New research from Vox revealed that while a very small percentage of Americans identify as feminists, the majority still believe in gender equality.
The survey included 1,067 participants from across the U.S. and covered topics including gender equality, LGBT issues and abortion. Twenty-one percent of participants were between 18 and 29 years old, 25 percent were between 30 and 44 years old, 27 percent were between 45 and 59 years old and 27 percent were over 60 years old. About half the participants identified as female and half as male.
Vox found that only 18 percent of Americans consider themselves feminists. Fifty-two percent of survey participants said that they didn't consider themselves feminists, 26 percent were "unsure" and 4 percent refused to answer the question.
With so few people identifying as feminists, you'd think most Americans wouldn't support gender equality. Wrong. Vox found that a whopping 85 percent of participants responded that they do "believe in equality for women." And 76 percent of participants believe there is still work to be done when it comes to "equality for women in work, life and politics."
While the majority of Americans don't choose to identify as feminists, they support the ideals of feminism. In the great words of Chimamanda Ngozi Adichie: "Feminism is the social, political and economic equality of the sexes." It's really that simple.
The survey found that Americans are equally as confused about where they stand on abortion as feminism. When asked about abortion, only 28 percent of participants agreed with the statement: "Abortion should be legal in almost all cases."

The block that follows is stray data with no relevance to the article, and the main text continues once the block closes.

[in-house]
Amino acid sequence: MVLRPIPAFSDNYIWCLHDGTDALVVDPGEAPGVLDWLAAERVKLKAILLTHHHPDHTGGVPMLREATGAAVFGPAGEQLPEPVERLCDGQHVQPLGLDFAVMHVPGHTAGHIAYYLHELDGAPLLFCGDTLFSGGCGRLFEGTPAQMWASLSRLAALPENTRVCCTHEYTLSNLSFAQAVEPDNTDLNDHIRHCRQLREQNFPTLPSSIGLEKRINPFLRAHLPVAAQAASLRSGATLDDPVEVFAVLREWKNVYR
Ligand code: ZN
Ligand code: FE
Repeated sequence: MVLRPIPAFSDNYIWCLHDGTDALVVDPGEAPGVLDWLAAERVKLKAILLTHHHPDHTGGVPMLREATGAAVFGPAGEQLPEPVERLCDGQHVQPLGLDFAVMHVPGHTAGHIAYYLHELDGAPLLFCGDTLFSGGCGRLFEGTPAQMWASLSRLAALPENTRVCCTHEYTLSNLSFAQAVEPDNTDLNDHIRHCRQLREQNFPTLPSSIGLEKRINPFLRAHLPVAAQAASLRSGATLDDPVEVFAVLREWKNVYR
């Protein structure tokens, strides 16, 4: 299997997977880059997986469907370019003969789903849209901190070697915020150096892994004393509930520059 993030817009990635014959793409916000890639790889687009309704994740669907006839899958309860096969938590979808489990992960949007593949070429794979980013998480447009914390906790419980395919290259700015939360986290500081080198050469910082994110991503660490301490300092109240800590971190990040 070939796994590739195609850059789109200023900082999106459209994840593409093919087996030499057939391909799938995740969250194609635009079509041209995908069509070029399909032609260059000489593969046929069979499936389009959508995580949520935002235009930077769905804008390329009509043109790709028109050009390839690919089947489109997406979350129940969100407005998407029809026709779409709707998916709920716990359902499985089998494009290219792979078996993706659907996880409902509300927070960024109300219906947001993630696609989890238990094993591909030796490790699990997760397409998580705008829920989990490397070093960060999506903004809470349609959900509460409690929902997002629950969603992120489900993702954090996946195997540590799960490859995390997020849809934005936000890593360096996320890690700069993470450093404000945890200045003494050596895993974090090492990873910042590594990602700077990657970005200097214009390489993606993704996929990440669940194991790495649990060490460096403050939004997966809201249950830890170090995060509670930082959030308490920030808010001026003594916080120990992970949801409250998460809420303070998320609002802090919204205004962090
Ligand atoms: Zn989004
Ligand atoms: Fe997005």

However, when the survey question incorporated women, the results changed. When people were asked if "women should have a legal right to safe and accessible abortion in almost all cases," 37 percent said yes.
"That's a jump of nine percentage points in who thinks abortion ought to be generally legal, just by highlighting the fact that a woman is involved in the situation," Vox's Sarah Kliff wrote.
These results indicate just how complicated Americans' feelings about reproductive rights are. "The public has diverse views on abortion. But it's rarely a split between 'abortion is right' and 'abortion is wrong,'" Kliff wrote. "Instead, there is a nuance that the public conversation typically misses: a factoring in of personal circumstances and beliefs that manifest themselves in deeply held individual views."
While many people shy away from labels when it comes to women's issues, it seems that most agree with the idea behind them: Women should have the same social, political and economic rights as men.
Head over to Vox to read the rest of the research.
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